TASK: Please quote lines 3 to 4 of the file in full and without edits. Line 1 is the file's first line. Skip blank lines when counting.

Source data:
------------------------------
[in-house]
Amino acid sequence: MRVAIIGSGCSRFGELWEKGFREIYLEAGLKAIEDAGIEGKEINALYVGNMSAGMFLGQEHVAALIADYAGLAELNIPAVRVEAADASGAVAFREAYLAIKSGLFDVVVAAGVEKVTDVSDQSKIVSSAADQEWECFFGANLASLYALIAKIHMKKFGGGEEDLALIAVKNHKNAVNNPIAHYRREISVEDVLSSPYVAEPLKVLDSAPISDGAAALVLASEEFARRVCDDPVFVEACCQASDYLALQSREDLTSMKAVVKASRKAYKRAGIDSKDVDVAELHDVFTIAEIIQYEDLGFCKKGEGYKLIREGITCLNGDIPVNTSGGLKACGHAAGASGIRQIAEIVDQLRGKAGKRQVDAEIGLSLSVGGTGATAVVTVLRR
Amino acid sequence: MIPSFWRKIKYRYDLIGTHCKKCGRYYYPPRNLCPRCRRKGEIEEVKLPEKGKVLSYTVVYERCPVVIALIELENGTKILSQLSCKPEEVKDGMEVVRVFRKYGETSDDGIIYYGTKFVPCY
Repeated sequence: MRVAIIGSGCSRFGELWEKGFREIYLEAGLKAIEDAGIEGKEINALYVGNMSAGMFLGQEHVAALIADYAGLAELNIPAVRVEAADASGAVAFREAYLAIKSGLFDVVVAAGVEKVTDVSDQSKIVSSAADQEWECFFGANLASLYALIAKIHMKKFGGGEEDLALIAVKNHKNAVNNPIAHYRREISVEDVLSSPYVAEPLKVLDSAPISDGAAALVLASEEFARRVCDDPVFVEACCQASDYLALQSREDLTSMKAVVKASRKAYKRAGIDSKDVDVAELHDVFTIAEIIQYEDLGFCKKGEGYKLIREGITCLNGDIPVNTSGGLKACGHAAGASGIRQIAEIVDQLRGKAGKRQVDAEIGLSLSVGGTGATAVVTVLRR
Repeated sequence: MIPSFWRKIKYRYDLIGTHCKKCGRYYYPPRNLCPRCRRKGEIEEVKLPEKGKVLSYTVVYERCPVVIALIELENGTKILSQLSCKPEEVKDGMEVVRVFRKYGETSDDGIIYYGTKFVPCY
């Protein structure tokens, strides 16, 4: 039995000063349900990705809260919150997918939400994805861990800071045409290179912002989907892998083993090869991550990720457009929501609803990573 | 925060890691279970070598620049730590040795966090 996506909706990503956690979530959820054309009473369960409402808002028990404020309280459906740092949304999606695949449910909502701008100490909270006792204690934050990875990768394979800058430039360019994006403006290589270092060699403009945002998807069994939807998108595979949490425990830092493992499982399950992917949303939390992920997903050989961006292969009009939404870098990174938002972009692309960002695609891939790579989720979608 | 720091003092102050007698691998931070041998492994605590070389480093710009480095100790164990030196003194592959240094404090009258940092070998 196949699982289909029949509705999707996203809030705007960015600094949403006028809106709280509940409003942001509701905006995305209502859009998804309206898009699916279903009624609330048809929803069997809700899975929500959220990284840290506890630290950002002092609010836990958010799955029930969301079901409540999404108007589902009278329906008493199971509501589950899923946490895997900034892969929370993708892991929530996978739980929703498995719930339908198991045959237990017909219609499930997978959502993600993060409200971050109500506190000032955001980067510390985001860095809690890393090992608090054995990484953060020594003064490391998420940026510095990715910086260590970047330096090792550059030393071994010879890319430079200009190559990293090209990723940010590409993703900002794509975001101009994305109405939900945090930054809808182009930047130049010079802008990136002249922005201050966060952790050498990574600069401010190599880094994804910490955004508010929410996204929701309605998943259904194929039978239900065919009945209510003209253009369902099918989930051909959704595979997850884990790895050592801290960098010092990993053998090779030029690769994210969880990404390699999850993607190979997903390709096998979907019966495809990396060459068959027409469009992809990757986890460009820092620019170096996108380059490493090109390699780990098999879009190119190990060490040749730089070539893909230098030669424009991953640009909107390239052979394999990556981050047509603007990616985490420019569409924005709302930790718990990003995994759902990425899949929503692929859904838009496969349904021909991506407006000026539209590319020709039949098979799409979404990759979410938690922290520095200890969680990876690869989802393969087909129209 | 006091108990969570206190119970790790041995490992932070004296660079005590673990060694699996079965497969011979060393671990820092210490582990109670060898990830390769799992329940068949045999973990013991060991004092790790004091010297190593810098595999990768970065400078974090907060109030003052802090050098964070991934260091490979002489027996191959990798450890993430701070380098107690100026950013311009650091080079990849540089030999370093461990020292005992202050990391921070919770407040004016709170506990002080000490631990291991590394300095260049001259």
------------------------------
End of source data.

Amino acid sequence: MIPSFWRKIKYRYDLIGTHCKKCGRYYYPPRNLCPRCRRKGEIEEVKLPEKGKVLSYTVVYERCPVVIALIELENGTKILSQLSCKPEEVKDGMEVVRVFRKYGETSDDGIIYYGTKFVPCY
Repeated sequence: MRVAIIGSGCSRFGELWEKGFREIYLEAGLKAIEDAGIEGKEINALYVGNMSAGMFLGQEHVAALIADYAGLAELNIPAVRVEAADASGAVAFREAYLAIKSGLFDVVVAAGVEKVTDVSDQSKIVSSAADQEWECFFGANLASLYALIAKIHMKKFGGGEEDLALIAVKNHKNAVNNPIAHYRREISVEDVLSSPYVAEPLKVLDSAPISDGAAALVLASEEFARRVCDDPVFVEACCQASDYLALQSREDLTSMKAVVKASRKAYKRAGIDSKDVDVAELHDVFTIAEIIQYEDLGFCKKGEGYKLIREGITCLNGDIPVNTSGGLKACGHAAGASGIRQIAEIVDQLRGKAGKRQVDAEIGLSLSVGGTGATAVVTVLRR